The Normandy Veterans Association is a support group for veterans of the Normandy Landings, which took place on the beaches of France in June, 1944. It was an important turning-point in the Second World War. This entry tells how the Association was set up by Eric Bulman and the problems it had in achieving recognition.
Situated on the Humber Estuary in Lincolnshire is the small holiday resort of Cleethorpes. It was here in 1981 that a meeting took place between four ex-service men of the Second World War. The meeting had been arranged by a man called Eric Bulman.
Like many ex-servicemen, he had experienced the close comradeship of the war years and had intended to keep in touch after leaving the forces. Inevitably, work and family priorities intervened. However, almost thirty seven years after the end of the war, he realised that, apart from little-known localised groups, no national association was in existence to commemorate or advance any bringing together of Normandy veterans.
An organisation which would allow veterans to enjoy the same spirit of comradeship that they had experienced during the Normandy campaign was the motivation which brought about the need to bring into being the Normandy Veterans Association.
The inception and creation of what would become the premier association representing the ex-service personnel who took part in one of the most momentous battles of the second world war would, at that time, have been far beyond the aspirations or expectations of Eric Bulman and his three comrades. There is only one surviving member of the original group and that is Ken Collins who still lives in Humberston, near Cleethorpes.
Surprisingly, little evidence has been brought forward regarding the inauguration. Action has been taken to place on record as much information as possible for historical reasons and in order to correct misunderstandings that have occurred in the past.
It was in 1984 that Eric Bulman was instrumental in organising the 40th anniversary commemorations of the Normandy landings. This led to some embarrassment for the MOD2, who intervened, subjecting him to a liaising role with them. The ceremonies which took place, in the presence of the Queen, were of national and international importance. No official recognition was ever given to the man who initiated the commemorations.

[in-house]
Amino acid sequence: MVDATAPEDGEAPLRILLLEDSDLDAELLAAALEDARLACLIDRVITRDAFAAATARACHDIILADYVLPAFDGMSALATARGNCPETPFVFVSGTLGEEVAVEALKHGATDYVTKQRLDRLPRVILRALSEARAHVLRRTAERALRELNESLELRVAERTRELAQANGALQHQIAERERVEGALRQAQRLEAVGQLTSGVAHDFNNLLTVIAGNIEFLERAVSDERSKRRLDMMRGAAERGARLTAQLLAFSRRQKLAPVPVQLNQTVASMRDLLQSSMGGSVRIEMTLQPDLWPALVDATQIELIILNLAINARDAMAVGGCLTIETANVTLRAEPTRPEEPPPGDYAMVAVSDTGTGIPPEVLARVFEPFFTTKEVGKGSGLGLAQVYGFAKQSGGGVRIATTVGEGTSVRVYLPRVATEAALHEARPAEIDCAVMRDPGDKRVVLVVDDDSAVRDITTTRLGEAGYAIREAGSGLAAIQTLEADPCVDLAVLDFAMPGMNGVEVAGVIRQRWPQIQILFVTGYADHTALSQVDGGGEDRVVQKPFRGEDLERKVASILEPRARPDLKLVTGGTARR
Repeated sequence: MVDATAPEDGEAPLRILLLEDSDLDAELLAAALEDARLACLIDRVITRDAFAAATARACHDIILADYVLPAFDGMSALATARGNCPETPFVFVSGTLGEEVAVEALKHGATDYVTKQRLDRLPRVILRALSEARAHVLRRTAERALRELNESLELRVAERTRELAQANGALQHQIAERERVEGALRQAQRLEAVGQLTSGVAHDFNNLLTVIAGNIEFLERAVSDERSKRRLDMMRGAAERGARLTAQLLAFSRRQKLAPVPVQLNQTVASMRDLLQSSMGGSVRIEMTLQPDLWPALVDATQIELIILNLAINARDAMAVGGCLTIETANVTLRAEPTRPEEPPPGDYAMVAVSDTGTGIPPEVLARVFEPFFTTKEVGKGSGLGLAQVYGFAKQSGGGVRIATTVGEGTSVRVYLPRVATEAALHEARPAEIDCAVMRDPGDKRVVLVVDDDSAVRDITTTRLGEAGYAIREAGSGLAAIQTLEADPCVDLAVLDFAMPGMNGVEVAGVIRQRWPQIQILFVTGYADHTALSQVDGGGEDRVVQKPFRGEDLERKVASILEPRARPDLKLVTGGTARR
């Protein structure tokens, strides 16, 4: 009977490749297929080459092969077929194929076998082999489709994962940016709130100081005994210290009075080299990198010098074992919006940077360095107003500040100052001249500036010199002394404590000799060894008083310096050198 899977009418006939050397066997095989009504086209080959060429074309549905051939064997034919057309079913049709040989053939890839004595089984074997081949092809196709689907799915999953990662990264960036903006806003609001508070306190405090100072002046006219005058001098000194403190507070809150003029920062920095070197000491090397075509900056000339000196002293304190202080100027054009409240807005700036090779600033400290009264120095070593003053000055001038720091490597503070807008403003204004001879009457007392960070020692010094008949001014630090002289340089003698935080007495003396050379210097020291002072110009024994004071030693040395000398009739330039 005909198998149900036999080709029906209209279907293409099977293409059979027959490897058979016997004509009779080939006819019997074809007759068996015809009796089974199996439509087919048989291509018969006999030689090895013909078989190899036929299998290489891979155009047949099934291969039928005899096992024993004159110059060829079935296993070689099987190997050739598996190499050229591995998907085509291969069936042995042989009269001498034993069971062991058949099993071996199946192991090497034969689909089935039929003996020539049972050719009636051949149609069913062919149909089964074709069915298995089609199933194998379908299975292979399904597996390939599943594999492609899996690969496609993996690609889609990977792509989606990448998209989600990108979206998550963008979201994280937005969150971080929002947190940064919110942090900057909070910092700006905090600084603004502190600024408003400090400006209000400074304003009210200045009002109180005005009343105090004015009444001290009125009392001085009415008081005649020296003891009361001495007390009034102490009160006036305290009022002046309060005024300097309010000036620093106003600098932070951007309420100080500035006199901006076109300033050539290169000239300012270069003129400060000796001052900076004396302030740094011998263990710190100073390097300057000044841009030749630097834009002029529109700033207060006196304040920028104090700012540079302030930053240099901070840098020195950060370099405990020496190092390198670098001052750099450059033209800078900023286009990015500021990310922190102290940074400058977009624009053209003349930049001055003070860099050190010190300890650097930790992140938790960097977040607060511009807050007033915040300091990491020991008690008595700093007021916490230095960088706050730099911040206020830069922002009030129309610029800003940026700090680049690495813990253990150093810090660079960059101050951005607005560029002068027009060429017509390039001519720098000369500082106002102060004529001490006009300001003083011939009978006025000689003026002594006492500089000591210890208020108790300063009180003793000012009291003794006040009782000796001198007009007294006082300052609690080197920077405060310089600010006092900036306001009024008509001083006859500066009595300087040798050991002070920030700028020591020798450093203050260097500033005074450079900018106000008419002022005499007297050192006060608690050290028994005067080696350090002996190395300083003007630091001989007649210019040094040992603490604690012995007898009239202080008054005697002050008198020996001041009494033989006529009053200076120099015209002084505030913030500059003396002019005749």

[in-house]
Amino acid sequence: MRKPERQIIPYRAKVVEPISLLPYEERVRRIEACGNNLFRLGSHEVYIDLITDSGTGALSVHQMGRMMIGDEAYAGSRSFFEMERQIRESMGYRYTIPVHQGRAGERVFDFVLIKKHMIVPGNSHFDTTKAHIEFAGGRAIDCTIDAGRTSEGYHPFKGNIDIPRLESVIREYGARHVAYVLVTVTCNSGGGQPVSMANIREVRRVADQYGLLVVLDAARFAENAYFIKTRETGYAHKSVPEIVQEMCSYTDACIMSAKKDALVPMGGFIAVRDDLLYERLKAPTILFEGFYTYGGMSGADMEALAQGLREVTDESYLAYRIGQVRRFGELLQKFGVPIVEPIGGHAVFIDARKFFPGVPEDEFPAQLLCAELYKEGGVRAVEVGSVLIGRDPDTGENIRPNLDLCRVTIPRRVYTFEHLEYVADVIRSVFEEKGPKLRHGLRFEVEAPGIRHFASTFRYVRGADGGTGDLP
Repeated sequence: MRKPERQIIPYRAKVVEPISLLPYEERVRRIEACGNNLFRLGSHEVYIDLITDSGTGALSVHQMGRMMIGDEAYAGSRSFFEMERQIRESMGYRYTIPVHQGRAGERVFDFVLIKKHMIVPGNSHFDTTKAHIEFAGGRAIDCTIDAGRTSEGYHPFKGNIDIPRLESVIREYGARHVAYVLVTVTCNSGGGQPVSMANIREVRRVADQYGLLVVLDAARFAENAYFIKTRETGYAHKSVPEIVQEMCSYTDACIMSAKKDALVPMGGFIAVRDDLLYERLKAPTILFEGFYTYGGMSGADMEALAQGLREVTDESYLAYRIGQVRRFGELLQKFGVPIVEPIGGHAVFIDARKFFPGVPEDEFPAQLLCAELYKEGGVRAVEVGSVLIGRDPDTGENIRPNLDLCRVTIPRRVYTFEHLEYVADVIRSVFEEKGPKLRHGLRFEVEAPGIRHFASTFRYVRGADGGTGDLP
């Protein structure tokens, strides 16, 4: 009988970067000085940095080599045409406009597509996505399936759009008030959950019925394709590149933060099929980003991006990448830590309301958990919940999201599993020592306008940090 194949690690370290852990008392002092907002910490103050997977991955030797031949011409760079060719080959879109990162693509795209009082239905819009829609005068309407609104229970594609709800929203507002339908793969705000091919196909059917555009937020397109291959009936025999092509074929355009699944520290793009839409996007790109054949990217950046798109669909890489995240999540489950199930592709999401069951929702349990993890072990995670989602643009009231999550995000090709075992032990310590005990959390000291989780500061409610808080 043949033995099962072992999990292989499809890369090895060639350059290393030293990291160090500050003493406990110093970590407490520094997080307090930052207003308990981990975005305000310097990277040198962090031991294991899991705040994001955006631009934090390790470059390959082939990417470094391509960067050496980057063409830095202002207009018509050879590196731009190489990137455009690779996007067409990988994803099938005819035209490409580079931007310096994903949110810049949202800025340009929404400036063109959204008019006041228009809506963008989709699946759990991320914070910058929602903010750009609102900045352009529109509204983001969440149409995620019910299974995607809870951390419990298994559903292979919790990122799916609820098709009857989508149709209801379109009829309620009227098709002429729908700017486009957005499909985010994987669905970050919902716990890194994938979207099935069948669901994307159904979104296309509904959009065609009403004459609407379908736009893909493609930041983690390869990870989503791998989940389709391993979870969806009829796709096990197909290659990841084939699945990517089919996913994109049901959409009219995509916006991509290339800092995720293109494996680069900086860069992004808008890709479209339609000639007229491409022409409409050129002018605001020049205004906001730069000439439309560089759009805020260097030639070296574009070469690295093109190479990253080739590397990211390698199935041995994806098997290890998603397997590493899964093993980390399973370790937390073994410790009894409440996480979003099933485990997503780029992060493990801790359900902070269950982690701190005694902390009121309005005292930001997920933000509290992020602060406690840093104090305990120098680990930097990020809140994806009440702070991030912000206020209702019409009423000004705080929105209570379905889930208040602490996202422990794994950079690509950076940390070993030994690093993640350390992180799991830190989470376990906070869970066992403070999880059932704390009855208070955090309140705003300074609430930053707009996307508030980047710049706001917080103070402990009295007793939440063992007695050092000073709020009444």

Sadly, Eric Bulman died in April 1994.
Through the passage of time, the Association has become of global significance with members in many countries. Members have been enabled to enjoy continuity of comradeship, remembrance and support for those in need. Being elevated to historic prominence has resulted in the Association becoming part of our military history.
The Association and its members are admired and respected by a grateful nation. Inevitably, members are becoming fewer. Eventually there will be none. However, the legacy of what men like Eric Bulman and his comrades did both during and after the war, will live on.
The Original Four Members of the NVA
Capt. Charles Tattershall
Arthur Flodman, who later became the first National Secretary, was one of ten men who attended the second meeting of the Normandy Veterans Association. The main reason for the formation of the NVA was that the D-Day Landing Association membership requirements only allowed those that had landed on 6 June, 1944, to be members. As the landings took place over a period of time, this excluded many thousands of servicemen. Arthur Flodman, on behalf of the fledgling association, went on to put an advert in the Grimsby Evening Telegraph to announce the formation of the NVA.
There was a lot of opposition to the setting up of the Normandy Veterans Association, particularly from Regimental Associations who feared that they would disappear. This was never intended, but Arthur Flodman travelled around England and wrote many letters and made numerous phone calls calming the fears of many. Even the D-Day Landing Association thought they would lose their membership and Arthur's son got him to go to a meeting in Newcastle to speak with them. Thankfully it resolved any opposition.
Arthur later designed the National Badge and Flag, for which he gave the copyright to the NVA. In the design he used a predominance of gold out of respect for the fact that Gold Beach was the name given to one of the beach landing sites. Arthur Flodman attended the 40th Anniversary celebrations in France in 1984; but ill-health caused him to hand over the National Secretary's responsibilities to Eddie Hannath, who subsequently did a fabulous job. Arthur sadly passed away in November 1985, and a memorial service was held in St Peter's Church, Cleethorpes, where there is a stained glass window incorporating the NVA badge.
Veterans and their spouses meet on the first Wednesday of the month at Westward Ho barracks in Grimsby. All newcomers are welcome to attend.
In 2004, on the 60th anniversary, members attended the functions in Normandy, where they paraded in front of Her Majesty the Queen and other dignitaries. This was televised by the BBC worldwide. Later, on the same visit, all the veterans were presented with a named chest badge from the Mayor of Colville Montgomery.
There was a memorial service at York in August 2004, attended by all the local groups. In October that year there was also a service at St Paul's Cathedral in London and later, a reception with the Lord Mayor and the Duke of Gloucester at the Guildhall.
Compiled and written by Frank Wolstencroft, ex-Lancashire fusiliers 59 Div., life member of the NVA Grimsby No.1 Branch. Frank passed away on 20 November, 2006, aged 88 years.